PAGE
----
1990 Clean Air Act Amendment Summary: Title V
The new law introduces an operating permits program modelled after a similar program under the Federal National Pollution Elimination Discharge System (NPDES) law. The purpose of the operating permits program is to ensure compliance with all applicable requirements of the Clean Air Act and to enhance EPA's ability to enforce the Act. Air pollution sources subject to the program must obtain an operating permit, states must develop and implement the program, and EPA must issue permit program regulations, review each state's proposed program, and oversee the state's efforts to implement any approved program. EPA must also develop and implement a federal permit program when a state fails to adopt and implement its own program.
This program--in many ways the most important procedural reform contained in the new law--will greatly strengthen enforcement of the Clean Air Act. It will enhance air quality control in a variety of ways. First, adding such a program updates the Clean Air Act, making it more consistent with other environmental statutes. The Clean Water Act, the Resource Conservation and Recovery Act, and the Federal Insecticide, Fungicide, and Rodenticide Act all require permits. The 1977 Clean Air laws also requires a construction permit for certain pollution sources, and about 35 states have their own laws requiring operating permits.
The new program clarifies and makes more enforceable a source's pollution control requirements. Currently, a source's pollution control obligations may be scattered throughout numerous hard-to-find provisions of state and federal regulations, and in many cases, the source is not required under the applicable State Implementation Plan to submit periodic compliance reports to EPA or the states. The permit program will ensure that all of a source's obligations with respect to its pollutants will be contained in one permit document, and that the source will file periodic reports identifying the extent to which it has complied with those obligations. Both of these requirements will greatly enhance the ability of Federal and state agencies to evaluate its air quality situation.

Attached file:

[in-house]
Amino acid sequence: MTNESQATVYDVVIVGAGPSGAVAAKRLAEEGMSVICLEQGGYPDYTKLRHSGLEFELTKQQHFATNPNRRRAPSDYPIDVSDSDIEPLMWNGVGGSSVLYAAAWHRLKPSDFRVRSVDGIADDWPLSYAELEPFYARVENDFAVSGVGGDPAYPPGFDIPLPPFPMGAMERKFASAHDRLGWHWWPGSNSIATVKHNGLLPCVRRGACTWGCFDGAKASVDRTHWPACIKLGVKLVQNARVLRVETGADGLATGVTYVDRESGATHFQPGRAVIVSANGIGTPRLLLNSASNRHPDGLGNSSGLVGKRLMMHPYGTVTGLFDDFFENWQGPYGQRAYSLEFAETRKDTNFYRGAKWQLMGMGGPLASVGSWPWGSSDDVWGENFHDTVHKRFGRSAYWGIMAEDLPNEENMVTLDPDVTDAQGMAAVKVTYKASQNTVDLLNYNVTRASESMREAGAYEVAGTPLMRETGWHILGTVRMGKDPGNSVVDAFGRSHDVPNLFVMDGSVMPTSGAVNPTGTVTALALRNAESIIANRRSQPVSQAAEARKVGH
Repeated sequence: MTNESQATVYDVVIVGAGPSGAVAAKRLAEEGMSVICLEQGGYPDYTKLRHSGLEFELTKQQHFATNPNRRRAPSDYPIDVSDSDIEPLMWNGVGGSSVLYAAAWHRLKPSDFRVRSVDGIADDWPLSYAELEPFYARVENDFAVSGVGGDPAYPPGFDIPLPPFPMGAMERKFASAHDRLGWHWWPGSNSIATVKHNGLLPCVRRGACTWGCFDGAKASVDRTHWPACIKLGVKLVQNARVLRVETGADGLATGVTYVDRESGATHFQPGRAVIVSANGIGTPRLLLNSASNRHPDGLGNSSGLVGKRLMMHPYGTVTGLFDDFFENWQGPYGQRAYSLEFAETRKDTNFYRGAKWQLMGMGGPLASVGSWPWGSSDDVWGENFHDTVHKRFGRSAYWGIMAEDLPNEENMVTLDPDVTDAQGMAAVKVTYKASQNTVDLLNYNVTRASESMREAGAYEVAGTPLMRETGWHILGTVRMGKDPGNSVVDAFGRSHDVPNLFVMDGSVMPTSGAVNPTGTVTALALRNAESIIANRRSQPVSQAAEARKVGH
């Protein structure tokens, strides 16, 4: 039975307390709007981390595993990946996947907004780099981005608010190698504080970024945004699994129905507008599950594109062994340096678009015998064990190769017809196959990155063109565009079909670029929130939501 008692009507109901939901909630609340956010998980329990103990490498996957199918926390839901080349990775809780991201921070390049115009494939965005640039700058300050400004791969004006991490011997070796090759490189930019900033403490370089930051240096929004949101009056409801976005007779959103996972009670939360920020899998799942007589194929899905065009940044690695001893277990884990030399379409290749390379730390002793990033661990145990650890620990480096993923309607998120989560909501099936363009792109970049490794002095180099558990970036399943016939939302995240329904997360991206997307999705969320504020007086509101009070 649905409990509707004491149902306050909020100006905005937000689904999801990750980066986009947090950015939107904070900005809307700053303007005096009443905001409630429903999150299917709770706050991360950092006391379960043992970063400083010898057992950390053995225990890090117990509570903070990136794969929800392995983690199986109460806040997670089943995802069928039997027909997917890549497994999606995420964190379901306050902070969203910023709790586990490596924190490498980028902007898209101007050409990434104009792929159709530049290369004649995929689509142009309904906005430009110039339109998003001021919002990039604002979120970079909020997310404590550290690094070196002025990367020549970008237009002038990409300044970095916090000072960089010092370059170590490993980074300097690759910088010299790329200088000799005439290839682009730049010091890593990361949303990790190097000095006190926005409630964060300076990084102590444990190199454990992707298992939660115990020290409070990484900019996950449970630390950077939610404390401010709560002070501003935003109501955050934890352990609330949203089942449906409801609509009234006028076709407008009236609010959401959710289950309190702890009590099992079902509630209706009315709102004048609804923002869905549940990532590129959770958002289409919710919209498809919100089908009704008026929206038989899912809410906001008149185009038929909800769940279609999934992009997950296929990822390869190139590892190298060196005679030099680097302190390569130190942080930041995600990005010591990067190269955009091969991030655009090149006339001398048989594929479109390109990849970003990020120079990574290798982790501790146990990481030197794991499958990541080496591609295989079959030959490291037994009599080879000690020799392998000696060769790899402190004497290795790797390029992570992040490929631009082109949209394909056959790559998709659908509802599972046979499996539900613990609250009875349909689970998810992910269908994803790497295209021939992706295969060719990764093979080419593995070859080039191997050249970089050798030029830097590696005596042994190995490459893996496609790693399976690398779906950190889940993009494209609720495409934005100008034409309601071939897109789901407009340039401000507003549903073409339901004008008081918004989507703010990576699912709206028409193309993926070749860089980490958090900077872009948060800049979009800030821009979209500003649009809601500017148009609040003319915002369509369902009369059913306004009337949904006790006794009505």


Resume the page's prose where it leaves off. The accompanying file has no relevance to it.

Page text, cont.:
In addition, the new program will provide a ready vehicle for states to assume administration, subject to federal oversight, of significant parts of the air toxics program and the acid rain program. And, through the permit fee provisions, discussed below, the program will greatly augment a state's resources to administer pollution control programs by requiring sources of pollution to pay their fair share of the costs of a state's air pollution program.
Under the new law, EPA must issue program regulations within one year of enactment. Within three years of enactment, each state must submit to EPA a permit program meeting these regulatory requirements. After receiving the state submittal, EPA has one year to accept or reject the program. EPA must levy sanctions against a state that does not submit or enforce a permit program.
Each permit issued to a facility will be for a fixed term of up to five years. The new law establishes a permit fee whereby the state collects a fee from the permitted facility to cover reasonable direct and indirect costs of the permitting program.
All sources subject to the permit program must submit a complete permit application within 12 months of the effective date of the program. The state permitting authority must determine whether or not to approve an application within 18 months of the date it receives the application.
EPA has 45 days to review each permit and to object to permits that violate the Clean Air Act. If EPA fails to object to a permit that violates the Act or the implementation plan, any person may petition EPA to object within 60 days following EPA's 45-day review period, and EPA must grant or deny the permit within 60 days. Judicial review of EPA's decision on a citizen's petition can occur in the Federal court of appeals.
Full text, Title V - Permits